Menu
Your Cart

Hot chili peppers seeds online

Packing/number of seeds: 1 g (130 - 150 seeds of Calabrese chilli pepper) Sowing rate: E..
1.50USD
Packing / number of seeds: 1 g (130 - 150 cayenne pepper seeds) Sowing rate: 150 to 180 ..
1.70USD
Packing / number of seeds: 1 g (130 - 150 Ungarian Vaks Hot chili peppers seeds) Sowing ..
1.50USD
Packing / number of seeds: 1 g (about 130 - 150 seeds of red chilli peppers Rokita) Sowi..
1.70USD
Showing 1 to 4 of 4 (1 Pages)

Under this category in our online store you will come across an incredible variety of varietal seeds of an unexpected favorite of young and old, namely Hot peppers. Considered by many to be a longevity food due to its powerful combination of carotenoids and vitamins, chilies, also known as peppers, are known as the hot food that works wonders for the body.

Hot peppers are fruits that come from tropical shrubs of the genus Capsicum. Their history dates back to the time when peppers were grown as a spice in Mexico.

It is believed that it was the discoverer Christopher Columbus who opened the world to chili culture by mistakenly bringing chili peppers from Mexico to America, thinking he was bringing them to India.

An interesting fact is that because of this confusion, chilies got mixed up with black pepper, which led to the many different names they now have around the world.

The main characteristic of peppers is their content of the phenolic compound capsaicin. The content of this substance is the key factor for their main characteristic - the bitter taste. Besides the taste, they are also known for their strong aroma.

The popularity of mushrooms is also due to the great substances that are contained in their composition. Hot chili Peppers are rich in vitamins and the powerful antioxidant carotenoid. The last listed is responsible for the pigmentation of vegetables and fruits, such as carrots, tomatoes and other brightly colored crops. Its effect on the body is astounding, and it is believed to help prevent cancer and slow down aging.

The powerful combination of vitamin C and carotenoids makes chili pepper very useful and a serious anti-aging and anti-aging agent. Supports heart health, strengthens immunity, helps with stress and colds.

The hot taste stimulates the metabolism and it is believed that peppers are a perfect means for melting extra pounds.

The hot culture boasts numerous varieties that have different external markings and differ in their degree of pepperiness.

In fact, there is a special scale that measures the degree of spiciness of the gourds and classifies them. Its name is the Scoville scale and is named after Wilbur Lincoln Scoville, an American chemist who was involved in measuring the amount of capsaicin contained in hot peppers and thus invented a way to measure their hotness. The hotness of peppers is measured in SHU.

The hottest pepper that entered the Guinness World Records, with its high degree of spiciness, is the Carolina Reaper with as many as 2,200,000 SHU.

Scientists have proven that its spiciness can lead to migraines, and this is the first chili pepper to show this side effect.

Other famous varieties of chili peppers are Naga Viper, Trinidad Scorpion, Ghost Pepper, and Seven Pot.


Hot chili peppers, also known as chili peppers or chilies, are a popular ingredient in many cuisines around the world. They add a spicy kick to dishes and come in a wide variety of shapes, sizes, flavors, and heat levels. Here's some information about hot chili peppers:

Heat Levels:

Chili peppers are known for their heat, which is measured on the Scoville scale. The Scoville scale assigns a numerical value to indicate the level of capsaicin, the compound responsible for the heat sensation.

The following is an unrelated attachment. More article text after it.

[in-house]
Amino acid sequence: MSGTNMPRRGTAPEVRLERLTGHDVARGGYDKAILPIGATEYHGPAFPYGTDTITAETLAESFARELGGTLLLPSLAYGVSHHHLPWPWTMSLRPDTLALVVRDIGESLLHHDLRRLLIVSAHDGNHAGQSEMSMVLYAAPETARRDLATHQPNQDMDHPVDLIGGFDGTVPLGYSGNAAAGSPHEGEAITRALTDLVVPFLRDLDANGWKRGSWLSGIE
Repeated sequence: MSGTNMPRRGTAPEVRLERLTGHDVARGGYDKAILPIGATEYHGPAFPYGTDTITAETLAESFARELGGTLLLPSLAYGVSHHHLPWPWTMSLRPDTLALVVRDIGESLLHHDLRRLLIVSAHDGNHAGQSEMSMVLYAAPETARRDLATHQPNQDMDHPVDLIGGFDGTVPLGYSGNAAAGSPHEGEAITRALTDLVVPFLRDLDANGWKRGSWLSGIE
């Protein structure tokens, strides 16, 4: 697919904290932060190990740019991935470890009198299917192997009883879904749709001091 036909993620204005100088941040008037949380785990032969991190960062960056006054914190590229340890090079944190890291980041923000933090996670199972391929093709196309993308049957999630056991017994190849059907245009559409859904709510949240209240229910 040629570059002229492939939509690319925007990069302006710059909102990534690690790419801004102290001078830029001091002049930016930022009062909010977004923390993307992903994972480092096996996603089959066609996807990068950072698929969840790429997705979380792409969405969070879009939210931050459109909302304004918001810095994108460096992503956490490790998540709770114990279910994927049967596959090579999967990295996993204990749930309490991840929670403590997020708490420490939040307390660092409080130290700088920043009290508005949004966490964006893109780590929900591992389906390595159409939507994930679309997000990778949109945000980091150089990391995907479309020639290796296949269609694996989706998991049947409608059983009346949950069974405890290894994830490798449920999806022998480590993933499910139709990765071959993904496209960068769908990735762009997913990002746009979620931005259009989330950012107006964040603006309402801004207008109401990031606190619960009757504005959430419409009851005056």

Different chili pepper varieties have varying heat levels, ranging from mild to extremely hot. Examples of hot chili peppers include habanero, scotch bonnet, ghost pepper, and Carolina Reaper.
Flavor Profiles:

In addition to heat, chili peppers offer a range of flavors. Some chili peppers have a fruity, citrusy taste, while others are earthy, smoky, or even slightly sweet.
Each chili pepper variety has its own unique flavor profile, making them suitable for different culinary applications.
Culinary Uses:

Hot chili peppers are used in various dishes to add spice, depth, and complexity to the flavor.
They are often added to salsas, sauces, marinades, curries, stir-fries, and chili con carne.
Dried chili peppers can be ground into chili powder or flakes and used as a seasoning in many dishes.
Hot chili peppers are also popular for making hot sauces and for pickling.
Growing Hot Chili Peppers:

Hot chili peppers can be grown at home, either in the garden or in containers.
They require a sunny location, well-draining soil, and regular watering.
Start chili peppers from seeds or purchase young plants from a nursery.
Provide support for taller varieties to prevent the plants from toppling over.
Harvest the chili peppers when they reach the desired size and color.
Handling and Precautions:

When handling hot chili peppers, it's important to take precautions as the capsaicin can irritate the skin, eyes, and mucous membranes.
Wear gloves when handling hot peppers, especially if you have sensitive skin.
Avoid touching your face or eyes after handling chili peppers and wash your hands thoroughly afterward.
Health Benefits:

Chili peppers have several health benefits. Capsaicin, the compound responsible for the heat, is known for its pain-relieving properties and potential metabolism-boosting effects.
Chili peppers are rich in vitamins A and C, as well as antioxidants, which are beneficial for the immune system and overall health.
Remember that the heat level of chili peppers can vary, and what may be mild for some people can be extremely hot for others. When cooking with chili peppers, start with a small amount and gradually increase if desired. It's always a good idea to taste a small piece before adding it to a dish to gauge the heat level.

Enjoy the vibrant flavors and spicy heat of hot chili peppers in your favorite recipes, but remember to use them in moderation according to your taste preferences and heat tolerance.